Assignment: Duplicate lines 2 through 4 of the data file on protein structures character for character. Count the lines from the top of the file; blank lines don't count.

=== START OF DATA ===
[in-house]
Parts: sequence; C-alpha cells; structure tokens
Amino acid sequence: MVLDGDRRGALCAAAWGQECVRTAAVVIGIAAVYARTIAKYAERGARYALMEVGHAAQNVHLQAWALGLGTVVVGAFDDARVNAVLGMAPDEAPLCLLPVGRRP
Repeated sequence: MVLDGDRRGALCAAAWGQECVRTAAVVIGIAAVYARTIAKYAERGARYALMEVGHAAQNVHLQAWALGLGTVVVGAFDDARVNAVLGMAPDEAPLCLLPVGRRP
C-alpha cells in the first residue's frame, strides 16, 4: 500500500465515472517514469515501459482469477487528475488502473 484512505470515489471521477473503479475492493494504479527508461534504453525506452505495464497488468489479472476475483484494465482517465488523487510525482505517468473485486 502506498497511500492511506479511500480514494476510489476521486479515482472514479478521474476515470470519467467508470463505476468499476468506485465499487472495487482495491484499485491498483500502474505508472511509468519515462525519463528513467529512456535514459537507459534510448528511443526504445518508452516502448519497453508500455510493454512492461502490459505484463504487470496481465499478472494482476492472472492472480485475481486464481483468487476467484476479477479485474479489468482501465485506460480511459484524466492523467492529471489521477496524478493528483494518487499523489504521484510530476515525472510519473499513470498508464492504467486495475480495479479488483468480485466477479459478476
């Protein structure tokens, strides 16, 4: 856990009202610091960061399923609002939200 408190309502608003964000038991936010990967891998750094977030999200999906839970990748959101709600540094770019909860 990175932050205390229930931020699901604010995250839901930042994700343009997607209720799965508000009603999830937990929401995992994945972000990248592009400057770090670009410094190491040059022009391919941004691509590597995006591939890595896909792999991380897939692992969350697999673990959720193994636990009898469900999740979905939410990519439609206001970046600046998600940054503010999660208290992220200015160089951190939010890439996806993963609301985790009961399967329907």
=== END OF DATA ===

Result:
Parts: sequence; C-alpha cells; structure tokens
Amino acid sequence: MVLDGDRRGALCAAAWGQECVRTAAVVIGIAAVYARTIAKYAERGARYALMEVGHAAQNVHLQAWALGLGTVVVGAFDDARVNAVLGMAPDEAPLCLLPVGRRP
Repeated sequence: MVLDGDRRGALCAAAWGQECVRTAAVVIGIAAVYARTIAKYAERGARYALMEVGHAAQNVHLQAWALGLGTVVVGAFDDARVNAVLGMAPDEAPLCLLPVGRRP